Chapter
Twenty-nine
: Damaged

Chapter Thirty
:
Wrecked

Chapter
Thirty-one
: Wake

 

Chapter One

THE NOTE

 

There would be no happy
ending for us. He was too damaged. I was too broken. Things between us
shouldn’t have gone this far in the first place. Then this never would’ve
happened. If only I’d been stronger. If I only I hadn’t said those words, if
only we were different people—not the lost, scared and broken people that we
were . . . then we wouldn’t be in this wreck.

 

***

 

I was okay. Just okay. Not
good, not bad—just okay. After what happened to Mom, I answered a lot of
questions with that line.

“Lorrie,
how are you coping?” they would ask.

“I’m
okay.”

Or: “I’m
so sorry Lorrie, this shouldn’t have happened to a woman like your mother. How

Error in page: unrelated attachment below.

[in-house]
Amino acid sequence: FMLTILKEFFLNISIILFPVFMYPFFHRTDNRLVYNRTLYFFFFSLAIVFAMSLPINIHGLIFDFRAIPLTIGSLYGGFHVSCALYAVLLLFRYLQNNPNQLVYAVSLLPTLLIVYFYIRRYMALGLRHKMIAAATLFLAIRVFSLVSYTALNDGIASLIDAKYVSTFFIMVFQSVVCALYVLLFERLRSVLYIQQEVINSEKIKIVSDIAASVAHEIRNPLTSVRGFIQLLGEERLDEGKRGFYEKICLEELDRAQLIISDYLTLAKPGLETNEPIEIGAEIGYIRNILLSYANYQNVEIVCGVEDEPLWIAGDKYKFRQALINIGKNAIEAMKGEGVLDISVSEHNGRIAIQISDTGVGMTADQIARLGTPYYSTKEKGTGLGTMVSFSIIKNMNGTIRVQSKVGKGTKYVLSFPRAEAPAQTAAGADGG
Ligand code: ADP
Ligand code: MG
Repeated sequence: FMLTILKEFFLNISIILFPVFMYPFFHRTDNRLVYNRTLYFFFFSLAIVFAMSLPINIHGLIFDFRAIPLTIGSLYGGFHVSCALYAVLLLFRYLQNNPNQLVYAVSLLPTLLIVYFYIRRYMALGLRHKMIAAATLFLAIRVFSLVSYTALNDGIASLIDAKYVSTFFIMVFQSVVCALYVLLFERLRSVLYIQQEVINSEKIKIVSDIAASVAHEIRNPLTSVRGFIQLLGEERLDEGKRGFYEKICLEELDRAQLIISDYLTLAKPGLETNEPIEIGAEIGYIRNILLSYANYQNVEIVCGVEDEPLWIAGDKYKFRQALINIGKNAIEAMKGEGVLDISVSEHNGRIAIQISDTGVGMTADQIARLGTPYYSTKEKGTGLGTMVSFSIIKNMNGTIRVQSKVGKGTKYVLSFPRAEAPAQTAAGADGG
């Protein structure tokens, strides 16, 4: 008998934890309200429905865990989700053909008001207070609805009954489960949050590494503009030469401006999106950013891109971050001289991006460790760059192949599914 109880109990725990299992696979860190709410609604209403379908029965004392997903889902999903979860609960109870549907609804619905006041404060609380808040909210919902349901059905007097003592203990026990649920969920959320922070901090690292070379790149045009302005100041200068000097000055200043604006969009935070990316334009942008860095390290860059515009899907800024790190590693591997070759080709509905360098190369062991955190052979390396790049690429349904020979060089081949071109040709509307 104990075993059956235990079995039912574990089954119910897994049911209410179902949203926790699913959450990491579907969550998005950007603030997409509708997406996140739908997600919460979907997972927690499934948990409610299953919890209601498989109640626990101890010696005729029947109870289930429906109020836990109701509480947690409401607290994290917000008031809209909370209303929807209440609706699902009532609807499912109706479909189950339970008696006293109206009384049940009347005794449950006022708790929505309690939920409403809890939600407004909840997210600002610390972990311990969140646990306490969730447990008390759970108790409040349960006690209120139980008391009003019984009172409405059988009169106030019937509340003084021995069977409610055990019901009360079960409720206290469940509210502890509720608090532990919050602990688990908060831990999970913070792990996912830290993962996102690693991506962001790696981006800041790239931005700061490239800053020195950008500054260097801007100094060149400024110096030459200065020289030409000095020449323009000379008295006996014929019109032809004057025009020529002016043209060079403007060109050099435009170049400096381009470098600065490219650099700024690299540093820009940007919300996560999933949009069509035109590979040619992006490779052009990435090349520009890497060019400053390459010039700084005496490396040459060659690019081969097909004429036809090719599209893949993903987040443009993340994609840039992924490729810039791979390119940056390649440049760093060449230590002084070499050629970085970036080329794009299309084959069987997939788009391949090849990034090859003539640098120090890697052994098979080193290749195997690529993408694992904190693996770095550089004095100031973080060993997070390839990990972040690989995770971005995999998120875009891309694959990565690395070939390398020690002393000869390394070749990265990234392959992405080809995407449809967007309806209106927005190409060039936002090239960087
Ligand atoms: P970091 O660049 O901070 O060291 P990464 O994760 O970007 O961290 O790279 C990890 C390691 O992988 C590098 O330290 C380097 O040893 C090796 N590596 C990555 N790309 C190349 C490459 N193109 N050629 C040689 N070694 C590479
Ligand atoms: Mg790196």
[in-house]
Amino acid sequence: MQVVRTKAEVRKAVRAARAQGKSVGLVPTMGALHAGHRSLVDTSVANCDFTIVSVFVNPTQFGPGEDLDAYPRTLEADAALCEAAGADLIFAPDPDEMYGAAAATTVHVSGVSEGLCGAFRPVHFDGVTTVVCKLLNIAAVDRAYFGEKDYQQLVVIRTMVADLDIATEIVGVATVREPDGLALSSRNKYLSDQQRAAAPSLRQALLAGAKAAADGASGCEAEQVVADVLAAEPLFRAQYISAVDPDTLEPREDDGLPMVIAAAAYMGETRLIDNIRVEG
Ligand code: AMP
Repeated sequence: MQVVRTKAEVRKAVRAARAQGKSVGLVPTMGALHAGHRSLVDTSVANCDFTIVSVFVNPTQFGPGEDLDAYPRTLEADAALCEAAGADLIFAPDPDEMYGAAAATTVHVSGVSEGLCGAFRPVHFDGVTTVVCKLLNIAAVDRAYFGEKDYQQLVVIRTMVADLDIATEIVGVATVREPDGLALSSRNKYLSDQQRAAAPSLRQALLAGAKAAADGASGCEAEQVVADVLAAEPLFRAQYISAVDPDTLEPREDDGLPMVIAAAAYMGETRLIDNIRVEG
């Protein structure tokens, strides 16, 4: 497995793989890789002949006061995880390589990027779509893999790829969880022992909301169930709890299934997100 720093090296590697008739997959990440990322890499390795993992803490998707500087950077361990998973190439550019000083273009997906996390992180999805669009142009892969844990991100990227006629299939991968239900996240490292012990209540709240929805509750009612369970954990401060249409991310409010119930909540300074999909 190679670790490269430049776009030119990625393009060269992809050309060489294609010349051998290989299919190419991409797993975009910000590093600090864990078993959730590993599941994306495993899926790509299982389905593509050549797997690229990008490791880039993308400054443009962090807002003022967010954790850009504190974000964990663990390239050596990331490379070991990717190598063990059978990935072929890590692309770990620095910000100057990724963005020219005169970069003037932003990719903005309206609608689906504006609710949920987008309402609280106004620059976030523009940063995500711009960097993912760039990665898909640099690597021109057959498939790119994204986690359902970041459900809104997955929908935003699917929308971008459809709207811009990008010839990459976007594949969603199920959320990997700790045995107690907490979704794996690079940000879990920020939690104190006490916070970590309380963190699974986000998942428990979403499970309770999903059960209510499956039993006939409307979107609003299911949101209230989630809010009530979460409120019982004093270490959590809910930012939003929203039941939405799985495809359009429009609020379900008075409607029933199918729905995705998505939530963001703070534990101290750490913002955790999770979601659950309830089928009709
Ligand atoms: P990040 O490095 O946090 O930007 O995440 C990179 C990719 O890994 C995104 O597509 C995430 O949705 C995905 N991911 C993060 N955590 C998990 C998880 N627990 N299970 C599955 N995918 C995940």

are you dealing with things?”

“I’m
okay.”

Before the
trial, during the trial and after the trial, I gave that same answer. What the
hell did they expect me to say?

Sitting on
the edge of a low stone bridge spanning a narrow part of Lake Teewee, I looked
out across the dark waters, idly gazing at the old, towering trees along the
distant shore as if they somehow knew the answers I was seeking.

I dangled
my legs over the side, my snow boots almost touching the high water. The bridge
spanned over a narrow part of the half-frozen lake that eventually turned into
a stream winding through and around the west side of campus. Some of the
students liked to call the lake “Lake Peepee.” I thought it was a stupid name
at first but then someone explained that there were frequent rumors of frat
boys pissing in the lake. Whether it was true or not, the water in the lake was